Who's Who in Classical Mythology (Who's Who (Routledge))
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Who's Who in Classical Mythology is the most complete and detailed reference book of its kind. It offers scholarly, yet accessible accounts of those mythological tales surrounding such gods as Apollo, Zeus, Athena and Dionysus, and mortals such as Achilles, Odysseus, Jason, Aeneas, Romulus and Remus and Tarquin.
It contains over 1200 extensive entries, covering both Greek and Roman characters, providing detailed biographical information, together with historical and geographical background. In addition there are comprehensive genealogical trees of important mythological families and a detailed list of all Greek and Latin writers referred to in the text.
king Tantalus; and he added three new strings to the four which the lyre had previously possessed. When the twins were fully grown, Antiope escaped from her long captivity and made herself known to her sons, who determined to avenge her and raised an army to attack Thebes. They killed (or expelled) Lycus, who was now accing as regent for Laius after the death of Labdacus. They also tied his wife Dirce to the horns of a bull—the fate which she had intended for Antiope. Amphion and Zethus now made
too suffered a violent death. Aphrodite also punished the Muse Clio, who laughed at her for her passion for the mortal Adonis: for she made Clio like-wise fall in love with a mortal, Pierus. The Muse Calliope, who had adjudicated between the rival claims to Adonis of Persephone and herself, was punished by the death of her son Orpheus. Aphrodite also penalised the goddess of dawn, Eos, who had lain with Aphrodite’s lover Ares, by making her fall in love with two mortals, Cephalus and Tithonus.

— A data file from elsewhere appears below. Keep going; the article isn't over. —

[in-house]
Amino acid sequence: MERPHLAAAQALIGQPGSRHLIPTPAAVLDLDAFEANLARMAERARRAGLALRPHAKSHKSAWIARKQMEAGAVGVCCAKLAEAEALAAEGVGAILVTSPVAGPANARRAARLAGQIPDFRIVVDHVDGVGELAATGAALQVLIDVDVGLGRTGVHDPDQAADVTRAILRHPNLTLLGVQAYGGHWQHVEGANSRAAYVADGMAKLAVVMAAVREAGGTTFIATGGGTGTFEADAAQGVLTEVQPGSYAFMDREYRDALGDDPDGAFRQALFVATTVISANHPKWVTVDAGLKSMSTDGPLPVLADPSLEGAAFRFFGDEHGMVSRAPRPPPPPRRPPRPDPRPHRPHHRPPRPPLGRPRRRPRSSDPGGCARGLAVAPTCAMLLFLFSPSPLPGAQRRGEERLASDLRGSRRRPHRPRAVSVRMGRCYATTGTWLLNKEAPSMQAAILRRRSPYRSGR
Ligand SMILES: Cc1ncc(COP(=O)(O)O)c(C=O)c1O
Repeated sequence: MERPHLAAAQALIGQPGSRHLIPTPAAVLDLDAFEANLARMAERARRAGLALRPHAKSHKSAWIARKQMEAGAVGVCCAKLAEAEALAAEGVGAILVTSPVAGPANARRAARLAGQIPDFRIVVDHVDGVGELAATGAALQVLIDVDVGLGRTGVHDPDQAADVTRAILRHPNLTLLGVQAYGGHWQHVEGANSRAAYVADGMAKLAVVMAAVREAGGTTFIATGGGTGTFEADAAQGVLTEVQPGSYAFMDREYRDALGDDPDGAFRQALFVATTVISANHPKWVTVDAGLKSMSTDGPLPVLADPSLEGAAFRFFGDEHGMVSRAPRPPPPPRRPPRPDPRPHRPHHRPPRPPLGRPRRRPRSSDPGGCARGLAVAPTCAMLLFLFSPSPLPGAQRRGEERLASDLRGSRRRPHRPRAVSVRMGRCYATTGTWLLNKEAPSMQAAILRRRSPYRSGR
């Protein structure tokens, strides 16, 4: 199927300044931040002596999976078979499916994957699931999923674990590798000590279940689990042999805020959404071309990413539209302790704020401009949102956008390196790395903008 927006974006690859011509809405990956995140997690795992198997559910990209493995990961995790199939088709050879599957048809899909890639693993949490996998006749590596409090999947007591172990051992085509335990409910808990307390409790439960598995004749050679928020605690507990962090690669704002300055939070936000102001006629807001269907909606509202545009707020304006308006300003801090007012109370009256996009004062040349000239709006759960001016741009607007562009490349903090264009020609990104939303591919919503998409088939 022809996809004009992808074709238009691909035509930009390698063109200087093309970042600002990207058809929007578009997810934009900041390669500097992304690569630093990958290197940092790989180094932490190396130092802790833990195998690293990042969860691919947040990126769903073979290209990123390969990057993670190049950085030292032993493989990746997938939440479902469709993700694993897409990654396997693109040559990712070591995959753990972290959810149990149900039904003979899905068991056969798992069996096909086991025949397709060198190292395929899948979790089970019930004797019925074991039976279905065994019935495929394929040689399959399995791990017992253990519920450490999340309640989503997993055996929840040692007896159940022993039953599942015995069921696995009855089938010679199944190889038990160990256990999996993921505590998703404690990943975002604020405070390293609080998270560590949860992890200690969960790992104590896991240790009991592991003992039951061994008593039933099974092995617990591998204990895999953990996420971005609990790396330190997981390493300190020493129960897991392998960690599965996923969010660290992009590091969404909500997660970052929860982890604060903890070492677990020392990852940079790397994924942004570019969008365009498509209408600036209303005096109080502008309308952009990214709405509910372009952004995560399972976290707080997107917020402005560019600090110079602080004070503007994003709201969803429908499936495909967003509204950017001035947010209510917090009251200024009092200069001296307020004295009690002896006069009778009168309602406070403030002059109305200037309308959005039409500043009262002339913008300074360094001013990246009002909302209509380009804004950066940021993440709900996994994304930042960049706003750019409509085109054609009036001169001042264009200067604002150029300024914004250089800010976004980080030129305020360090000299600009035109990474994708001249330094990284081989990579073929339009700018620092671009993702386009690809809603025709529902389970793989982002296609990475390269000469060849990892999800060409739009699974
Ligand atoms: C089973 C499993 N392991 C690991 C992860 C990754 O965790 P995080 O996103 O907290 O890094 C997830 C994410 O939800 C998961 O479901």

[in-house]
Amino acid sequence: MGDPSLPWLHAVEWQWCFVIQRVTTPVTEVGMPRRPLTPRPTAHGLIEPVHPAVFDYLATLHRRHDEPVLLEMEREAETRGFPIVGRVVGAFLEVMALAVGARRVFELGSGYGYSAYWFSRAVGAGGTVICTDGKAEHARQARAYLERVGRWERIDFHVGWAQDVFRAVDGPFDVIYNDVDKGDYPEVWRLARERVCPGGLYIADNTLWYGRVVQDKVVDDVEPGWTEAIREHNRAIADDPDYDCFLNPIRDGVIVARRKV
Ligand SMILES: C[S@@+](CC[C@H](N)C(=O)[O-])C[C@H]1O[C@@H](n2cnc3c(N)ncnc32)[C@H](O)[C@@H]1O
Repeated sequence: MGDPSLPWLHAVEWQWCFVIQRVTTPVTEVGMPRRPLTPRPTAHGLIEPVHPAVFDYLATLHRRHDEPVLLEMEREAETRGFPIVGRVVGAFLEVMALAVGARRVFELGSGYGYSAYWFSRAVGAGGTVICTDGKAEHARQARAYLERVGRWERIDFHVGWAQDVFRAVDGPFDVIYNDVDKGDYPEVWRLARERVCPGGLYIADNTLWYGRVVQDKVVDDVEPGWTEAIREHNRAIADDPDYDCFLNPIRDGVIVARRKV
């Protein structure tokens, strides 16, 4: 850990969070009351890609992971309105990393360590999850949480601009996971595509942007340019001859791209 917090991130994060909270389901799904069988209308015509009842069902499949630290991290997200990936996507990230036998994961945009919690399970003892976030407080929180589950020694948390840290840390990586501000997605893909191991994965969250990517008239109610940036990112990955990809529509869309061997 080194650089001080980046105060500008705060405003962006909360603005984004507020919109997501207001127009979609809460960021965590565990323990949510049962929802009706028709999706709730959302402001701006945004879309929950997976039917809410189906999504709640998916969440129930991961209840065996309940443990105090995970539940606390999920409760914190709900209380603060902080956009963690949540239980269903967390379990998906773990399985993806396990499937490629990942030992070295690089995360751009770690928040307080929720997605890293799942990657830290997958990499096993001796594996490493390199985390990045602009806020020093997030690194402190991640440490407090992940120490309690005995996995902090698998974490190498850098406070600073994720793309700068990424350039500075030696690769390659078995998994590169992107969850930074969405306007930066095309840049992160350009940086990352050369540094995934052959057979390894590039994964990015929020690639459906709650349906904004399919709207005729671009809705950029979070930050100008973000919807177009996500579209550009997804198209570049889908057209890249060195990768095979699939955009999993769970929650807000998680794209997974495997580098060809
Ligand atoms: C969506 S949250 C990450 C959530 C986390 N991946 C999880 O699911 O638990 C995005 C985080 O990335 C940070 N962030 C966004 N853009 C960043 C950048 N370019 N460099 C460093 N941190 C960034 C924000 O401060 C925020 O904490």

Then, according to this tradition, she abandoned him on Mount Myrtium, where he was suckled by a flock of goats and found and reared by their herdsman, although he was terrified to see lightning flashes coming from the infant’s body. In Messenia it was claimed that Asclepius’ mother was Arsinoe, daughter of Leucippus. Asclepius married Epione and had two sons, Machaon and Podalirius, both of whom fought at Troy and tended the wounded. In spite of his divinity, Asclepius was believed to have died.
in Athens; his works were so lifelike that they appeared real. His sister gave him her son Perdix (also called Talus or Calus) as his apprentice. But the boy proved an even better craftsman than Daedalus himself, for he invented the saw (by copying the bone of a snake’s jaw, or the backbone of a fish), the geometrician’s compass, and the potter’s wheel. In consequence Daedalus killed his nephew in a fit of jealousy, pushing him off the Acropolis or over a cliff into the sea. Athena, who had loved
to her by making him drunk. For this infidelity Nais struck him blind. He tried to console himself by singing of his misfortunes to the people of the countryside, setting his music to the syrinx (pipes of Pan). Finally, however, he fell into the River Anapus; and because he had broken his vow to Nais, the nymphs of the river allowed him to drown. Who’s who in classical mythology 164 There are variants of this story. According to one version, Daphnis wasted away with unrequited love for Xenia.